TAKING THE KIDS and Traveling Greener
I hate to be a nag, especially on vacation.
The kids hate when I nag them about getting up early or posing for next year’s holiday card. But now I’ve got new motivation to nag, and I don’t think my environmentally conscious gang will complain about traveling greener.
If we turn out the lights when we leave home, why not do the same in a hotel room or vacation condo. The same goes for turning down the air conditioning (or the heat) and hanging up towels. No one needs fresh towels or sheets every day either. Think how much water and energy that could save!
Travelers say they want to travel greener, even if it costs them more. 78% of those polled by Travelocity said they would spend extra for an eco-friendly destination. At the same time, according to a TripAdvisor survey, travelers vow to travel greener in the coming year, doing more outdoors, at National Parks.
Yet, that resolve seems to crumble the minute we’re in a hotel. Most people just don’t think about it. They think the energy is free, says Rosamond Kinzler, whose responsibility as the senior director the American Natural History Museum’s s Center for Science Literacy and Technology is to engage kids in science.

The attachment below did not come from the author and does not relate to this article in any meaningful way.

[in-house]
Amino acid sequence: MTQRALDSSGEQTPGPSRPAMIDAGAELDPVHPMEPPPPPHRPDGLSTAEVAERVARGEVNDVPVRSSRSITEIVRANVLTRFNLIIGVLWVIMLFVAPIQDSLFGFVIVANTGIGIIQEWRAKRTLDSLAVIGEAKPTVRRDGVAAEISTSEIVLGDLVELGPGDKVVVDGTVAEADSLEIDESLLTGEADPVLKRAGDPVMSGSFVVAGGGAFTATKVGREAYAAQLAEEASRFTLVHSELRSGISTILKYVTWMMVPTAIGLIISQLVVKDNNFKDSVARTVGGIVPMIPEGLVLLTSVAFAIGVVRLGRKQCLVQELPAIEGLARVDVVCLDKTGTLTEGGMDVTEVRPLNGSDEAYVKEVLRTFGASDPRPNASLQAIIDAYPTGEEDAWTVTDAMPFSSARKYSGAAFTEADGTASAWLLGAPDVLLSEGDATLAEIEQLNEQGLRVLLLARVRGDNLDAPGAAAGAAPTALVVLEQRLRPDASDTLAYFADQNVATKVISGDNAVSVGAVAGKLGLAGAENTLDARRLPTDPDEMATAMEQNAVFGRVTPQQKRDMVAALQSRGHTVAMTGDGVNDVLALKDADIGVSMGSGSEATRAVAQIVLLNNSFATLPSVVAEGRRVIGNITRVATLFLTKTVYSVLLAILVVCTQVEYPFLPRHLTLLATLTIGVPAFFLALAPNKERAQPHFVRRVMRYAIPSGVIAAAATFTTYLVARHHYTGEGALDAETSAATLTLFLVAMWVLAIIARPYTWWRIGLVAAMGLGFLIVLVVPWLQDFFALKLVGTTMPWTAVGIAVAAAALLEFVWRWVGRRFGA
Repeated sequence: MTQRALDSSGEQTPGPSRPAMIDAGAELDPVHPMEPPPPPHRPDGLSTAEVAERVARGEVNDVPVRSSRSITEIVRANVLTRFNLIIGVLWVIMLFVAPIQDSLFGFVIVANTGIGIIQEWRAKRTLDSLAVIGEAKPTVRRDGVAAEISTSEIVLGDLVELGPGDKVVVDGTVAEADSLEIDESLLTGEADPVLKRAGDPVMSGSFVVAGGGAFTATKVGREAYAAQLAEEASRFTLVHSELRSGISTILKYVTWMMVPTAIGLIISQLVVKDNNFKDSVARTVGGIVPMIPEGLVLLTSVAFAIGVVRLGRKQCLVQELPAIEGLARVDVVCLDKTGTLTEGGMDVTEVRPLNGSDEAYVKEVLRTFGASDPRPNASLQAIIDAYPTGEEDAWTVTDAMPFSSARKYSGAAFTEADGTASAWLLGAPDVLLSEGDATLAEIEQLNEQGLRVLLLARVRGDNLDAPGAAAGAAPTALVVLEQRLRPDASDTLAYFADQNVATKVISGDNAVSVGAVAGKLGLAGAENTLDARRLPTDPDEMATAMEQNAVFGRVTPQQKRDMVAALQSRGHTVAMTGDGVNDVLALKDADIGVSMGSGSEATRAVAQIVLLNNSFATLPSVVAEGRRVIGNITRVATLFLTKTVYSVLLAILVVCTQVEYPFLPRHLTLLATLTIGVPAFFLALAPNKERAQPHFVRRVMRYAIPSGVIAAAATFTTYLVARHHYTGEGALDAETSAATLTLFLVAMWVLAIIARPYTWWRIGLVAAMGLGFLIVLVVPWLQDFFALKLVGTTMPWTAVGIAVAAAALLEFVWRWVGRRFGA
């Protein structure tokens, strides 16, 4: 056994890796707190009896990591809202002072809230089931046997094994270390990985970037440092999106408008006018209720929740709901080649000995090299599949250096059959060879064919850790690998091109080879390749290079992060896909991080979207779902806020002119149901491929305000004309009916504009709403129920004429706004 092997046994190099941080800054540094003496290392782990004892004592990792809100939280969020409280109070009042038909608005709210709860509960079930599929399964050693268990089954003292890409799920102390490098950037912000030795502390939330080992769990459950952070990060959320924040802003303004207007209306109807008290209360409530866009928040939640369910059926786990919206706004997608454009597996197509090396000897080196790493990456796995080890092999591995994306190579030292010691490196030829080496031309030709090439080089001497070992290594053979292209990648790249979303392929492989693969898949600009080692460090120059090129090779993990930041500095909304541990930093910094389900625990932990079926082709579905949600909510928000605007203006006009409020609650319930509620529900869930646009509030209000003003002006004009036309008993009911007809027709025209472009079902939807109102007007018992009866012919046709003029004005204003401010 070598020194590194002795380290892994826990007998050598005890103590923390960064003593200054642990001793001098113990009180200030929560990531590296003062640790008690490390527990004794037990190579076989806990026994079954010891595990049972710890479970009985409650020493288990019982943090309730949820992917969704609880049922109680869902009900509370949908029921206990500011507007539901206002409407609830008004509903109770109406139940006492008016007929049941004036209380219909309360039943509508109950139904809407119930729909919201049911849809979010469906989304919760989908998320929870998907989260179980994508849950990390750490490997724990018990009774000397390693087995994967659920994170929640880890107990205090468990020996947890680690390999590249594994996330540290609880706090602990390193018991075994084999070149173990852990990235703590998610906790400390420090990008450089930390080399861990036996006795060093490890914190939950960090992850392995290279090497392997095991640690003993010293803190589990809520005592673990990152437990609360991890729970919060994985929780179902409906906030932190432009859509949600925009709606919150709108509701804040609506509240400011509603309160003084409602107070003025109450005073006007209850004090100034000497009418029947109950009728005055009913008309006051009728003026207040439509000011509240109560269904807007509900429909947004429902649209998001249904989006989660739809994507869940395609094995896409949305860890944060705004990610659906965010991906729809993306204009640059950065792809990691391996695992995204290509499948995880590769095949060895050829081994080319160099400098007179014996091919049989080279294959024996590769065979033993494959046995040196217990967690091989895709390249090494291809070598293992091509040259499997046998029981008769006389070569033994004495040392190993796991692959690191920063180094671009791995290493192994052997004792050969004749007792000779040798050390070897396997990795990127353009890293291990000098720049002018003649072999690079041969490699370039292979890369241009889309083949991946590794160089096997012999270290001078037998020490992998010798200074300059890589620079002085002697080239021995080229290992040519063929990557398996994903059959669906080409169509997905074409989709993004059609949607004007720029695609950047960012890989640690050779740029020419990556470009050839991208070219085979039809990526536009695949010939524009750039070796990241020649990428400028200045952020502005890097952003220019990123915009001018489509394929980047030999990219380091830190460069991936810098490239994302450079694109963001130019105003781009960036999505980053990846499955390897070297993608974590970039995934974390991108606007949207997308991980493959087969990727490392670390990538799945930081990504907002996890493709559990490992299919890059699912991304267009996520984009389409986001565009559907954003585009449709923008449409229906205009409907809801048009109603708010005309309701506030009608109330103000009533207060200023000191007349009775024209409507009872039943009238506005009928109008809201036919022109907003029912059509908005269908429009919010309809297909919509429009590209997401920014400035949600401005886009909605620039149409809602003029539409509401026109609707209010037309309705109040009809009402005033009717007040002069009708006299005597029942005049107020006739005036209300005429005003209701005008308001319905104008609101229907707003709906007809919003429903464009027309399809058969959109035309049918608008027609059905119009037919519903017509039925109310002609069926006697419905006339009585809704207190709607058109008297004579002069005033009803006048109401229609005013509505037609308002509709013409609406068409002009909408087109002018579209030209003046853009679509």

Certainly it makes sense to tote a reusable water bottle rather than buying plastic ones every few hours. Not only are they cheaper and better for the environment, but they also make instant souvenirs, once the kids slap stickers all over them from the places they’ve visited. We could also carry tote bags or backpacks for souvenirs, rather than take new bags everywhere. We don’t need to drive everywhere either. Clearly, you get a better sense of a place on foot, on a bicycle or via public transportation. Even packing lighter makes a difference. The heavier the load, the more fuel it takes to get it there.
Even the way we eat on vacation can make a difference, suggests Richard Edwards, co-founder of www.Greenspot.travel, which is dedicated to helping travelers vacation greener. Local foods and local products, he explains, don’t have to be transported to that region. At the same time, you can introduce your kids to local flavors and the local culture. Check out a farmer’s market, like Park Silly Market in Park City, Utah.
It always pays to ask hotels exactly what they’re doing to be green, When you arrive, stage a scavenger hunt with your eco-savvy kids. Where are the recycling bins? Are there reusable coffee mugs in the rooms, rather than paper cups? Does the hotel use energy-efficient light bulbs?
Global warming, of course, is one of the most complex issues facing our planet today. But we can all help by using energy more efficiently, wherever we are. It’s the kids who are the drivers of change, observes Rosamond Kinzler. “We want them to see what they can do and how their choices can make a difference.”
(For more Taking the Kids, visit www.takingthekids.com and also follow “taking the kids” on www.twitter.com, where Eileen Ogintz welcomes your questions and comments.)
© EILEEN OGINTZ
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